The cold winds that bite during the chilly months of January and February bring with them the flavorful taste of winter produce. The delicate flavor in acorn, delicata, spaghetti, and other winter squash is a welcome addition this time of year. While the umbrella term “winter squash” may seem to indicate this food’s growing season, winter squash actually grows right along with summer squash. The hard outer shell of winter squash allows them to last beyond the summer and into the fall and winter. Those hard outer shells, seen on butternut, pumpkin, and the like, may seem intimidating; however, with proper preparation they yield seasonal culinary treats to enjoy year after year.
A number of recommendations and techniques aid in breaking into these hard-shelled gourds. If a sharp knife is available, simply steady the squash and slice. A vegetable peeler may be used to remove the tough skin. If your peeler is not strong enough, slice the skin off with a paring knife or chef’s knife; however, squash can be cooked with skin on.
If time allows, set the oven to 350 F and place the squash into the oven for 15 minutes. After it has some time to soften up under the heat, the squash will slice much easier. Once sliced, the squash can be prepared a number of ways. Roasting will pull the sweetness of the squash to the forefront as the heat caramelizes the sugars within. Boiling creates a more uniform texture and even flavor, perfect for pureeing for soup or sauces.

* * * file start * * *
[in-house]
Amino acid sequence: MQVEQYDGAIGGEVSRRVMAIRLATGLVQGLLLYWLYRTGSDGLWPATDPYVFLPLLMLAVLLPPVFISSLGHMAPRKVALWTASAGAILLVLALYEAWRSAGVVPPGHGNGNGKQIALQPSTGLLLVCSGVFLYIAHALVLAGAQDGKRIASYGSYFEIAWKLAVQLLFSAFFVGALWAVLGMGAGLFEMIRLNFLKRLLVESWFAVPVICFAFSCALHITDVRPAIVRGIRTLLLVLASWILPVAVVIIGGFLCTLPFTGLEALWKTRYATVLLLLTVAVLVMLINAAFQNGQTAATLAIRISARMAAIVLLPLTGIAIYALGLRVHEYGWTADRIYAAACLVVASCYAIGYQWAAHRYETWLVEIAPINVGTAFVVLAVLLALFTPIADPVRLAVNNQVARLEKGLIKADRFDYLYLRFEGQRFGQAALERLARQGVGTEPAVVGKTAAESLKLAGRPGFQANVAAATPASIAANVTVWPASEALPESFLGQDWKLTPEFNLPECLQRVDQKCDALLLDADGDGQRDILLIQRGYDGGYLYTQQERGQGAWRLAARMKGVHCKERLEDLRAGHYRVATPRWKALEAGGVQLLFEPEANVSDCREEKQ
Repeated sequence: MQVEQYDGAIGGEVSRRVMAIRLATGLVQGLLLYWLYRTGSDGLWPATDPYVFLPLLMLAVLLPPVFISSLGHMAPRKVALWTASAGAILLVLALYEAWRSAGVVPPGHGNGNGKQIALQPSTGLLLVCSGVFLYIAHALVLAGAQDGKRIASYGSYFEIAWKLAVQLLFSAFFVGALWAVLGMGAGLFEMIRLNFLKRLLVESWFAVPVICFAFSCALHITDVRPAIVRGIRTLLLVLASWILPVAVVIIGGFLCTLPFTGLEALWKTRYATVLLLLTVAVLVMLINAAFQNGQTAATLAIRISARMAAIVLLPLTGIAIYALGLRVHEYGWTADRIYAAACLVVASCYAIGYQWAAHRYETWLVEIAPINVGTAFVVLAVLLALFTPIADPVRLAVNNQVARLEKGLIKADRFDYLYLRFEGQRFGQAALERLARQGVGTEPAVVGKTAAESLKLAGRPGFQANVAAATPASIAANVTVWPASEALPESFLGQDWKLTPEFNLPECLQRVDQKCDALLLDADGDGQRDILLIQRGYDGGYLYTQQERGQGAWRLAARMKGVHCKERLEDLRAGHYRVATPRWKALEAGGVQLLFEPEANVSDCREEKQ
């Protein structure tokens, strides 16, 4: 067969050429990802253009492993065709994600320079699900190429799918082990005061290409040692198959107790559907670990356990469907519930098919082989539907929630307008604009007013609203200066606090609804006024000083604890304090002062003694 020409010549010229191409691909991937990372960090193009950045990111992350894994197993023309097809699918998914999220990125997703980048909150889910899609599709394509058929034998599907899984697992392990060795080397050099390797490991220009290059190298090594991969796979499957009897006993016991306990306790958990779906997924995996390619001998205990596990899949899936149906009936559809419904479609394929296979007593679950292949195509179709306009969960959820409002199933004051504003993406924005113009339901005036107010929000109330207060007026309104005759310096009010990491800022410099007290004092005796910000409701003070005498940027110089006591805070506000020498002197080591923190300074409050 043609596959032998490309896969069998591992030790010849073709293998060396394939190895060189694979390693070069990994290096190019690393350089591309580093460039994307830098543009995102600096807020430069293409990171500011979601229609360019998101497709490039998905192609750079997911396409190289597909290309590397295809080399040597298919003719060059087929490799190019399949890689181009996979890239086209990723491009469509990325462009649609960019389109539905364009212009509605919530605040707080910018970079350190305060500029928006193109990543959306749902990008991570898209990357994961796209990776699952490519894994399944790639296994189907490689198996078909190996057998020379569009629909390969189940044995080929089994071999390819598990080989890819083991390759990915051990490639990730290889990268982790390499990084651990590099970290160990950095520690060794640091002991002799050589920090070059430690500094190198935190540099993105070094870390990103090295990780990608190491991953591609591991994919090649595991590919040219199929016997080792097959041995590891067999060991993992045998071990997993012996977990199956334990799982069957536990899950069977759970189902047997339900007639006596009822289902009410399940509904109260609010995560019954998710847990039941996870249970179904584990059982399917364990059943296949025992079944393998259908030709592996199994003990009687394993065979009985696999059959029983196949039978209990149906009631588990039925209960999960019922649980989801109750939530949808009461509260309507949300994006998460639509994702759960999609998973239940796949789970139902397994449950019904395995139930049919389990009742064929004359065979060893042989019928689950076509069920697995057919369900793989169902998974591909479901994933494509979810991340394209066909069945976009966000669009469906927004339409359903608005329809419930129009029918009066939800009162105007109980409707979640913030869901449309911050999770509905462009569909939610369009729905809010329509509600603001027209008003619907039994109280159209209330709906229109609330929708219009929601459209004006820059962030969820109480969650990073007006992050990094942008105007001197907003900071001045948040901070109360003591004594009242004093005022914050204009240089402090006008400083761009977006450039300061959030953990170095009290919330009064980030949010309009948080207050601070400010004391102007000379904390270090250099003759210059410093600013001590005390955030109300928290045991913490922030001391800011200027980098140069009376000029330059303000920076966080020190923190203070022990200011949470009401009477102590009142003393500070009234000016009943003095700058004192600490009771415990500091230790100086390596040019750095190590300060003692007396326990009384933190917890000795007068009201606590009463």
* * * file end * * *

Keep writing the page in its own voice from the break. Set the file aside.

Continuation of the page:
While these delightful gourds can serve as a side all on their own, try working them into favorite dishes.
Butternut Squash Mac ’n Cheese
1 butternut squash
2 garlic cloves
½ cup cream
1 tablespoon fresh sage, minced
1 tablespoon fresh thyme, minced
1 tablespoon fresh rosemary, minced
1 pound macaroni
1 cup shredded Parmesan
1 cup shredded mozzarella
1 cup shredded Gruyere
Preheat the oven to 500 F. Peel and dice butternut squash. Fill a large pot with water. Bring to a boil and then add squash. Cook until fork tender, about 10 minutes. Remove from heat and strain the water. Put the diced squash, garlic, and cream into a blender or food processor and blend until smooth. If you prefer a smoother end product, run the squash through a fine mesh sieve. Stir two cups of the squash with herbs. Season with salt and pepper to taste. Set aside.
Cook macaroni to the product instructions. Strain the water from the pasta and stir into the squash mixture. Add ¾ of the shredded cheese and stir. Lightly grease a 9-by-13-inch casserole dish and pour mixture into the dish. Top with the rest of the cheese. Bake for 15 minutes or until golden on top.
Delicata Winter Salad
1 delicata squash
3 tablespoons olive oil
1 bunch dino kale (about 1 pound)
2 cups spring mix
½ cup pomegranate arils
¼ cup Parmesan cheese, freshly shaved
Flaky salt, to taste
3 tablespoons olive oil
Juice of ½ lemon
1 tablespoon white wine vinegar
1 teaspoon whole grain mustard
¼ teaspoon garlic powder
¼ cup nuts (preferably pecans), chopped and toasted
Heat the oven to 400 F. Using a large chef’s knife, slice the squash lengthwise and scoop out the seeds. Slice these halves into 1-inch-thick half-moons. Brush with olive oil and season with salt and pepper. Roast in the oven for 25 minutes.
While the squash roasts, prepare the rest of the salad. Whisk together all dressing ingredients except the nuts. Toast nuts until just fragrant. While they are still warm, stir them into the dressing. Toss together kale and spring mix with the dressing. Top with pomegranate arils, shaved Parmesan, a sprinkle of salt, and roasted squash.